"Let us now suppose those testimonials to be genuine, and grant them to Mr. Wefley to get rid of a bad cause. What advantage can he derive from them? The bishop of Nazareth declares, that he talked very often with John Huss, and that in their conversation, he difcovered nothing sinister or erroneous in him. Doubtless, in conversing with a bishop who was an Inquisitor, John Hufs was upon his guard. The archbishop “ knew not that he 66 was culpable." The conversation of the first. and the know not of the other, must counter· balance the positive and decisive proofs, produced on a criminal's trial, in presence of a general council, no ways interested in the con- . demnation of a man, in whom there “ was no “ evil, nothing sinifter or erroneous !". Testimonials are often granted to people from tenderness, or ignorance, which will avail but little on a trial. .
The thirtieth proposition, extracted from Huss's works, and condemned by the council,
fans thus : “ There is no temporal lord, there " is no pope, no bishop, when he is in the state “ of mortal sin.” Huss himself acknowledged this feditious proposition, which authorizes the fanatical faint to take the king's crown, if he fees him but once drunk: or to seize the property of the lord of the manor, if, in scolding his coachman, he curses. The fruits of this doctrine were as visible in Bohemia, as the fruits of Mr. Wesley's Apology for the associations, are legible in the glowing embers of London ! . .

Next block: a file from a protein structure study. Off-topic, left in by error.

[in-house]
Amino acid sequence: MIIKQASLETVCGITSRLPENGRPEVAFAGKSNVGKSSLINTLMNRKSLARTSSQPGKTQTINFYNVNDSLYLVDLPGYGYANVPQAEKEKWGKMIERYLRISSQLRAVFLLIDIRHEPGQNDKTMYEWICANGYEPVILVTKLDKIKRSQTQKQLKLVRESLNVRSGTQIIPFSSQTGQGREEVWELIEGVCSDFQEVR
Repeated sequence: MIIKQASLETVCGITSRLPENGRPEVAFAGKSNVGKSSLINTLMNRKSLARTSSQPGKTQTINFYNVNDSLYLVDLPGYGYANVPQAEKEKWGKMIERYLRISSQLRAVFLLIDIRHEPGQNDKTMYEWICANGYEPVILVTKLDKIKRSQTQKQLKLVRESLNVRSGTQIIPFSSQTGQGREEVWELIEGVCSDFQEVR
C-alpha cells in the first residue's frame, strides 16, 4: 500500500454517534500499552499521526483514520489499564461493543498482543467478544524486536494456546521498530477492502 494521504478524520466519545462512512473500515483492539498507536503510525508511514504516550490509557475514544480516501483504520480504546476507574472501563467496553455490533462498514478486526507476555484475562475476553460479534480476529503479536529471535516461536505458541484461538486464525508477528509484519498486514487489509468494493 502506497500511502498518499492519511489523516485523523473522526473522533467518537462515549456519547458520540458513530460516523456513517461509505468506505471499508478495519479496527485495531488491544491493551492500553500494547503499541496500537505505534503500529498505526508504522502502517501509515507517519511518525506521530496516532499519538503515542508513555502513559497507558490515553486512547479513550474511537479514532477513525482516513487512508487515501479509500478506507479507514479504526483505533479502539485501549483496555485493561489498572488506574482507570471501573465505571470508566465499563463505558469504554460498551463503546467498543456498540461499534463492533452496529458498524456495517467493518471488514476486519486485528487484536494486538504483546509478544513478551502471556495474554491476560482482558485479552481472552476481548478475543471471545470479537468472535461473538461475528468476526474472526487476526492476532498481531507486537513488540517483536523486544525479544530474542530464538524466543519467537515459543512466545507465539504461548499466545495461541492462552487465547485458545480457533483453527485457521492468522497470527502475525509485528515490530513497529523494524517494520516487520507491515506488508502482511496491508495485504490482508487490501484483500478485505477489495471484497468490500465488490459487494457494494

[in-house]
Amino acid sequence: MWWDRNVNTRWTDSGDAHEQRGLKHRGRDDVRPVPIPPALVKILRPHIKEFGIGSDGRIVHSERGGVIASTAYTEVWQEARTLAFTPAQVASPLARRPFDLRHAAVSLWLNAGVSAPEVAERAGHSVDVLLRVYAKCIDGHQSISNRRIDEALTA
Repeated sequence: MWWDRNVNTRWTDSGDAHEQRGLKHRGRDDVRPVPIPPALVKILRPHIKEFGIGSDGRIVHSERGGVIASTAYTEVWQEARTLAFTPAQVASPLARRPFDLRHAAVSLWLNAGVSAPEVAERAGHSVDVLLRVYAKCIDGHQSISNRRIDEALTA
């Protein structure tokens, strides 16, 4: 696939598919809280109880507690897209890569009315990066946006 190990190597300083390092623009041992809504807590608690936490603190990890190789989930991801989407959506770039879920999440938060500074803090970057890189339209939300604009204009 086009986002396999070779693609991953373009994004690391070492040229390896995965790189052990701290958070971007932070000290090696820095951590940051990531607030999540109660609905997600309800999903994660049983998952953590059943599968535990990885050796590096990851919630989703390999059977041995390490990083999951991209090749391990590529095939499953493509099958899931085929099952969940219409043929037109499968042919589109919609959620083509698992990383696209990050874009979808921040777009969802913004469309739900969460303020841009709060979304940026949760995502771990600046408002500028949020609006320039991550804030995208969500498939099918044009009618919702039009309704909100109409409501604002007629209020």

. . . L'Enfant, the Calvinist historian of the council of Constånce, better informed than Mr: Wesley, can instruct him in these words : .“ John Hufs, by his fermons and writings, and « violent and outrageous conduct, had ex
5 tremely contributed to the troubles which .65 then distracted Bohemia."* .
What becomes now of testimonials which carry contradiction on the very face of them, whereas John Huss. was excommunicated a year and a half before he obtained them? Those bishops, then, must have been mistaken if their testimonials be genuine. Each of them must have been the Burnet of his days; of whom Protestant as well as Catholic historians
i remark, * L'Enfant, B. 3. No. 57.